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Don't Test Listening, Teach It!

Category: Methodology
Time to do another listening in class. So being trained teachers, we dutifully begin with the lead-in to get students discussing the topic. This builds up their expectations and helps them anticipate or predict what will be said. Of course, this can be done in any number of ways, for example, the students can discuss lead-in questions, pictures, or what they know about the topic. We can pre-teach some of the lexis from the listening and then have them predict what will be said. All of this is well and good.

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Now on to the actual listening in which students are given some sort of task. For the first listening they're often asked to listen for gist by means of comprehension questions, or they can be asked to confirm the predictions they've previously made. The second listening often involves answering more specific question about details of the listening, for example by answering multiple choice questions.

The next stage is the post-listening. If the purpose is to improve the students' comprehension, it's vital that the students spend some time looking at the tapescript. In fact it's often a good idea to let them listen again while reading along so they can notice the pronunciation. Then highlight different aspects of the pronunciation as this will help their comprehension, especially of connected speech. For example, for our students a simple sentence like “How much is it?” may well sound like “How muh chi zit?”, which can really throw them off. For more information about this try googling “English linking”.

Another problem is when students speak a syllable-timed language like Spanish, and are faced with a stressed-timed language like English. In Spanish each syllable and word get equal stress, whereas in English the content words are stressed while the grammar words usually aren't. For example, the sentence, “I got on my bike and went for a ride” would normally have five stressed words, which are the content words (I, got, bike, went, ride). The other words are the grammar words (on, my, and, for, a), which would normally be unstressed and probably have a reduced vowel sound.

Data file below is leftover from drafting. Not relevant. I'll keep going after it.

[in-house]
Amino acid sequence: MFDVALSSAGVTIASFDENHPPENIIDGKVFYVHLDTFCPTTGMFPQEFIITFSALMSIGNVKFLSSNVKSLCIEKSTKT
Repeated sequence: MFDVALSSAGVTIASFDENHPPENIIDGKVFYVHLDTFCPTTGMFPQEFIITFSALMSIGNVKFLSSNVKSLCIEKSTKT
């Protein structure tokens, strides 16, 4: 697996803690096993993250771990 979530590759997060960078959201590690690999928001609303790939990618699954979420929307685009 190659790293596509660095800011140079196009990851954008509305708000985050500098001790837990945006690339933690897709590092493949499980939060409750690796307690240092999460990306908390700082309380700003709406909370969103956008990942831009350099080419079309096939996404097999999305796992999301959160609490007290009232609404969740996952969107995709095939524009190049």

So the rhythm or beat of English is very different than that of syllable-timed languages, where the more syllables there are, the longer it takes to say. Look at the following sentences, which have three beats and take about the same amount of time to say.

  1. Dave rides bikes (3 beats, 3 syllables)
  2. It's a healthy habit (3 beats, 6 syllables)
  3. David is passionate about bikes (3 beats, 9 syllables)

This can be pretty tricky for our students both to say and understand, particularly sentence three, which has five syllables between the last two beats (PASSionate about BIKES). By the way, you can hear people discussing and demonstrating this on google or youtube by just typing in something like “syllable-timed stressed-timed”, or for a broader discussion, “English intonation”.

So when looking at the tapescript, ask your students which parts they found particularly difficult to understand, give your own ideas, then raise their awareness of the issues we've discussed and get them practicing it, for example by doing repetition drills.

Also, explain that listening for the content words is a good listening comprehension strategy. You can get them doing this by dictating a short paragraph, or play a short section of a listening, and have them write down the content words, then in pairs they compare their ideas and retell what they've heard using the words they've jotted down. You can also have them reconstruct (rewrite) the text, then compare it with the original, which helps them with many other things as well.

These activities clearly focus on teaching listening rather than just testing. Avoid falling into the testing trap, for example by saying something to your students like, “Oops, you sure messed up on those multiple choice questions. Well, on to the next activity.” Happily, highlighting pronunciation and listening for the content words help. So when you do a listening, besides the lexical focus, don't forget their listening comprehension. Don't just test it, teach it!

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